2925 16th Street (at South Van Ness)
I glance at my watch. My G-shock smiles at me, then winks, aligning those numbers. It's 11:11, and the darkness of the corner seems fitting somehow.
As I stroll past a misplaced Victorian, between an empty lot and a Chevron on South Van Ness, a breeze, the typical icy, humid bay breeze many have come to associate with that certain little bastard, rips down the street. The breeze parts my coat, reaches in and wraps its fingers and arms around my stomach, then ribs, then back, swirling and pulling me closer, as a lover reaches around his prey and yanks her in for a kiss, her body curved and limp, dripping off his body for that moment. I zip up my black, plastic jacket and turn the corner.
16th and South Van Ness on Saturday night is eerily abandoned. Every other building boarded up and just a smattering of parked cars, this end of 16th endures in marked contrast to the other end, just blocks away and full of life.
Appealing both to my sense of drama and anticipation of finding my own little corner, the south end of 16th, dark and uncharted, is the perfect environment for walking directly into the unknown. And Liquid is my hunting ground. Finally reaching the sliver of a front door, I exhale a blast of warm, wet air, hand over my two bucks and propel myself inside, past the black velvet drape in the antechamber. The drape always conjures memories of my past spent in the secret places of the theaters and churches. Liquid often feels like both.
People seem to gather with intent, an urge to seek meaning or messages or energy from others. The crowd hunts for symbols or words from others that provide resonance. I hunt for things concealed.
Having arrived a bit early, I saunter over to the bar. Sauntering, at this point, is rather easy. Later, as the crowd thickens and Dave Kirkland brings it to a boil, nothing, including walking, is so easy. For now, however, I peruse the well-stocked bar for the familiar blue bottle but have to settle for a clear one with trees on the label. Although the staff is usually different from week to week and a bit uneven in their approach to mixology, the bartenders aren't bad. My martinis do vary, though, from very wet to very dry, unless I explictly ask for the arid version.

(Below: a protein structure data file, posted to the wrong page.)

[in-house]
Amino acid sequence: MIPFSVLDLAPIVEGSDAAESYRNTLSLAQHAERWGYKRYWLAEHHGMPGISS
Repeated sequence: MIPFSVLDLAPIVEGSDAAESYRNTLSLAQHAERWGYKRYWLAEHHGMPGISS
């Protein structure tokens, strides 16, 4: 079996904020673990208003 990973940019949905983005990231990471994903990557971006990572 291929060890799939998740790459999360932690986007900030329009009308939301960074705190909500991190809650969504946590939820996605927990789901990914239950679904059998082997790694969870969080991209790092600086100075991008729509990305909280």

But I don't go to Liquid for the drinks.
As people start flooding in through the doorway, Dave ambles toward the small, elevated platform in the back. A florescent light directly above emits a faint, even light that slightly illuminates the pale blue walls and places sea green highlights on blond hair.
In general, the hunters who frequent Liquid are social beings, friendly and open. Although conversation is minimal once the music overtakes the small room, a vibration that encourages organic, unhampered dancing exists, enabling independent and unattached people to synchronize their moves to others' grooves without inhibition or obligation. The combination of these hunters and Dave's music fashions together a pleasant and productive atmosphere for me to stop thinking so much and just react for a while.
Dave, a dreadlocked sound sculptor who has only been spinning for about a year, has managed to develop a small but fiercely loyal following at Liquid. Dave is constantly experimenting and inventing new sounds with produced vinyl. Dave immerses himself in the electronic music, reshapes it intelligently and presents it with his interpretation, just as premier classical musicians do with Mozart or Beethoven. Dave's interpretations take us to new places from Erica Azim's Zimbabwe, in which a gentle buzzing with dashes of lilting chant create trance-inducing sounds to Bjork's Iceland, where little frozen electronic sounds thrown from the volcanic cliff shatter as they pummel the rocks below. Dave, with childlike and ecstatic mixing, deeply scoops and adds drum and bass, then rhythmically stirs in trance with an ever-so-light sprinkling of ambient, and dishes up highly blended techno flavors that explode on your palette and melt in your mouth.
With two in the morning approaching all too rapidly, the master chef leaves the crowd full of exuberent energy and hearty intoxication. And with no aftertaste.
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